As consumers' payment behavior changed with transaction size, the dispersion of their behavior by location also increased, a novel empirical finding. For example, in the preceding scenarios, while payment behavior was tightly clustered across locations for transactions between $1 and $1.99 - with, as noted, nearly universal use of cash - the use of cash in transactions of $50 and above ranged from as little as 30 percent at the 5th percentile location to as much as 55 percent at the 95th percentile location.
Wang and Wolman tested a number of location-specific factors (by zip code) for their association with changes in payment behavior. These included variables related to demographics of the area, crime (robberies), bank competition, and the density of bank branches. For the demographic variables - share of households that are families, share of housing that is owner-occupied, age, race and ethnicity, gender, and education - customers of this retailer might not have the same characteristics, on average, as those of residents of the store's zip code. With that caveat in mind, a notable finding with regard to demographics is the association between age and form of payment: a higher representation of the age group 55 - 69 is associated with significantly greater use of cash, while a higher representation of ages 70 and older is associated with greater use of checks.
A higher robbery rate would be expected to reduce the use of cash, and the results supported the existence of such an effect. A higher level of local bank competition - as measured by the Herfindahl-Hirschman Index (HHI) within the local banking market (either a Metropolitan Statistical Area or a rural county) - would be expected to improve the terms available to consumers on deposits, thereby increasing consumers' opportunity costs of holding cash and reducing cash use. The results were consistent with this reasoning in rural areas but not in metropolitan areas. The authors believe the latter result could reflect that in a metropolitan area, a concentrated banking market may simply represent the presence of a small number of highly efficient institutions. A higher density of bank branches per capita would be expected to reduce the consumers' costs of obtaining cash and thereby increase cash use, and this conjecture was borne out by the regression results.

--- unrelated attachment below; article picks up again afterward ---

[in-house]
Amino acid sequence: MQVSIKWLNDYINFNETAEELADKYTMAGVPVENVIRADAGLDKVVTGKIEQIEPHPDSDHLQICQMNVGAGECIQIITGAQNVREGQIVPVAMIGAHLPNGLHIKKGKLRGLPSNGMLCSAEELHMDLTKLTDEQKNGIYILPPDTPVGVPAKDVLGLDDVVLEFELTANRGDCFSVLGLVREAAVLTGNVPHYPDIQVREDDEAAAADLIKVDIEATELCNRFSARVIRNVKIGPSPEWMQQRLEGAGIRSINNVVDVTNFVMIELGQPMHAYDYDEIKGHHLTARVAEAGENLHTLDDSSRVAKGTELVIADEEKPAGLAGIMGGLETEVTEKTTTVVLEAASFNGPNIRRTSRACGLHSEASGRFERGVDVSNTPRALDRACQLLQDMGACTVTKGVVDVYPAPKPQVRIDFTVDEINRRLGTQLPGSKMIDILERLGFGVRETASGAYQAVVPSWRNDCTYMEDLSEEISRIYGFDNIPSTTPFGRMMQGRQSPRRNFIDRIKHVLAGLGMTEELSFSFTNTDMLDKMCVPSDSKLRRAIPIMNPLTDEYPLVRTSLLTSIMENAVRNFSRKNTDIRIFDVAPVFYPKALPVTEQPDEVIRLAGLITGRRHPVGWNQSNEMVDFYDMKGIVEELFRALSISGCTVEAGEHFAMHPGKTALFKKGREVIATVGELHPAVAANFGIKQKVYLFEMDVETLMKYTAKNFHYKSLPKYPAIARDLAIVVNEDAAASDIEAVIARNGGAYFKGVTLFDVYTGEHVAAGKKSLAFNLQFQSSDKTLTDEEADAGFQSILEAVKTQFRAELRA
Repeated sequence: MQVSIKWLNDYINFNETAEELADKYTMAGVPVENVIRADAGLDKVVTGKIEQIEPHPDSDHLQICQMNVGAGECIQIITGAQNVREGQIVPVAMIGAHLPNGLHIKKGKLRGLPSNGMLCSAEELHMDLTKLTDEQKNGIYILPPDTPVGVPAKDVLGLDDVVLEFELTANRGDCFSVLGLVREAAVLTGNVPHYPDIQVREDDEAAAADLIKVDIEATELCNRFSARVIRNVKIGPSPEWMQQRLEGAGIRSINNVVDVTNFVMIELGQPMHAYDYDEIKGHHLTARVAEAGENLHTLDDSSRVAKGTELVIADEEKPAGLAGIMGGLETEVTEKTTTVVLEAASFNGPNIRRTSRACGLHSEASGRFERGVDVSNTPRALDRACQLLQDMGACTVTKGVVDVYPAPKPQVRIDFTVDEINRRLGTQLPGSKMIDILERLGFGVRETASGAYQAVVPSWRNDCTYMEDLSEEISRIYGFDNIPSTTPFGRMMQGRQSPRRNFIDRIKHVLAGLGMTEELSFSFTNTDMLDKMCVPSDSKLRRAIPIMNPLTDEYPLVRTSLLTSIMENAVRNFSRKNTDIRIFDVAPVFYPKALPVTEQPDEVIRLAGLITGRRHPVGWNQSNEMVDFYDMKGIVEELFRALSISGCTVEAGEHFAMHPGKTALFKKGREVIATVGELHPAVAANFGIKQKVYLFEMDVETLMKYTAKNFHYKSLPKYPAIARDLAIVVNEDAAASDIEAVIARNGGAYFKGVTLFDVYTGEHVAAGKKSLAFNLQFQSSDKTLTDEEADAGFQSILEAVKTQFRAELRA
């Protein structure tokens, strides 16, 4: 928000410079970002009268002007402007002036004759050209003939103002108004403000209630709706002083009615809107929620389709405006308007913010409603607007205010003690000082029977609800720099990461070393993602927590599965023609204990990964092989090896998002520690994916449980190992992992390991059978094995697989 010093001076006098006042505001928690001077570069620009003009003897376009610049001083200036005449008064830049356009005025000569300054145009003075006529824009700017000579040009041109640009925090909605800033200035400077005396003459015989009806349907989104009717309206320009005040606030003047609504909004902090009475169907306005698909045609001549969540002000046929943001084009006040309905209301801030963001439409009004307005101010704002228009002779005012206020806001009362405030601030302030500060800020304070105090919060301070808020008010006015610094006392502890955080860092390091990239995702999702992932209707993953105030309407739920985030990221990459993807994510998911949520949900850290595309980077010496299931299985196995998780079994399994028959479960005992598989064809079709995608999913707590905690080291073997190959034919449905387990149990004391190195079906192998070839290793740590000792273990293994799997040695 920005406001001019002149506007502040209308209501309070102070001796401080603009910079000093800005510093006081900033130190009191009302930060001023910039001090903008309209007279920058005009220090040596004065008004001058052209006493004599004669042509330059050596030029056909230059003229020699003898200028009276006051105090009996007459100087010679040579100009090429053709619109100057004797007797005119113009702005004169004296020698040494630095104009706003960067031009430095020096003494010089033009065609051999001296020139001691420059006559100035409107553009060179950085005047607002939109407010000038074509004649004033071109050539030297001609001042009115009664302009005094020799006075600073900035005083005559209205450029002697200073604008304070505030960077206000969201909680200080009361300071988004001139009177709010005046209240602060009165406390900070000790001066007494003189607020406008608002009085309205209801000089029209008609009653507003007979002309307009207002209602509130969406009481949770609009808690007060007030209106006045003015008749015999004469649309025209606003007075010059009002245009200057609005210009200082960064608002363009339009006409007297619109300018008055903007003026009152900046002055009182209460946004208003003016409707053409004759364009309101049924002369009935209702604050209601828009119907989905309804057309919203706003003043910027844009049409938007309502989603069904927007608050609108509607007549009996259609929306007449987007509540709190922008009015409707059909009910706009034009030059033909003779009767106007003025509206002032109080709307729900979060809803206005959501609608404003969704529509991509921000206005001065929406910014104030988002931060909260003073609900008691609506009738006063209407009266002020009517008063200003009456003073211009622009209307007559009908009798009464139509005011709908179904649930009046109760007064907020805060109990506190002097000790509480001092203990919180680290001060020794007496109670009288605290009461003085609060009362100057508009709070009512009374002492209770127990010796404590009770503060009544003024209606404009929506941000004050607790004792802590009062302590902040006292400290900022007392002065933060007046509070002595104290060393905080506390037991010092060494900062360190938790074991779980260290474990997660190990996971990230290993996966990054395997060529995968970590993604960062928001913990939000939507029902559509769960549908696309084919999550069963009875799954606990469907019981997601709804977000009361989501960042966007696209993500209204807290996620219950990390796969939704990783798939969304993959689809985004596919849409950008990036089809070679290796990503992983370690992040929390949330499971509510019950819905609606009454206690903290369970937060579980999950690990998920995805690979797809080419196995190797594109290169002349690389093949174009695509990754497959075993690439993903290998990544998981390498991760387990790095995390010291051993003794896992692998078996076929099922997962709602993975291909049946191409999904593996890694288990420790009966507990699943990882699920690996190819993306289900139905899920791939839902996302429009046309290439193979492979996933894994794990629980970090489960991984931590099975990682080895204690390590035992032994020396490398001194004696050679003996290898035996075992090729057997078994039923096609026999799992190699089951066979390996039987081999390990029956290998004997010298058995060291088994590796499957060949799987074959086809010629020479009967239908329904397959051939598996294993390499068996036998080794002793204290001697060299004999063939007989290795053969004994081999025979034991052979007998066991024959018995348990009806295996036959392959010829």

Day of Week and Day of Month Effects
The usage patterns of the four payment types show marked monthly cycles, as well as higher-frequency cycles that, in fact, are weekly. (See Figures 1 and 2.) These patterns may reflect constraints related to events such as paydays, receipt of Social Security benefits, and making rent payments and other bill payments. For example, consumers who are credit-constrained and have a limited savings cushion (or who are reluctant to use consumer credit or dip into their savings) might shop less as more time passes since their previous payday or receipt of government benefit payment.
To analyze the consumer shopping behavior that may potentially affect payment patterns, Wang and Wolman ran regressions with the volume of transactions (again divided into twenty-two bins by transaction size and separated by zip codes) as the dependent variable and with the same explanatory variables as in the payment-share regressions. They found that for both the day-of-week cycles and the day-of-month cycles, the variation in the number of transactions was high, and the variation increased with transaction size. Over the course of a week, the volume of transactions between $1 and $1.99 varied by approximately 20 percent between the low day of Sunday and the peak days of Friday and Saturday; at transaction sizes over $50, however, the variation was nearly 40 percent (and Monday and Tuesday joined Sunday as low days). Over the course of a month, transaction volume hit a low point five or six days before the month's end. Here again, the extent of the variation was sensitive to the transaction size: for transactions in the $1 to $1.99 range, there was less than a 10 percent difference between the highest-volume and lowest-volume days; for transactions of $50 and above, the difference was over 50 percent. These day-of-week and day-of month shopping patterns are largely consistent with the weekly and monthly frequencies at which people receive wages or transfer payments.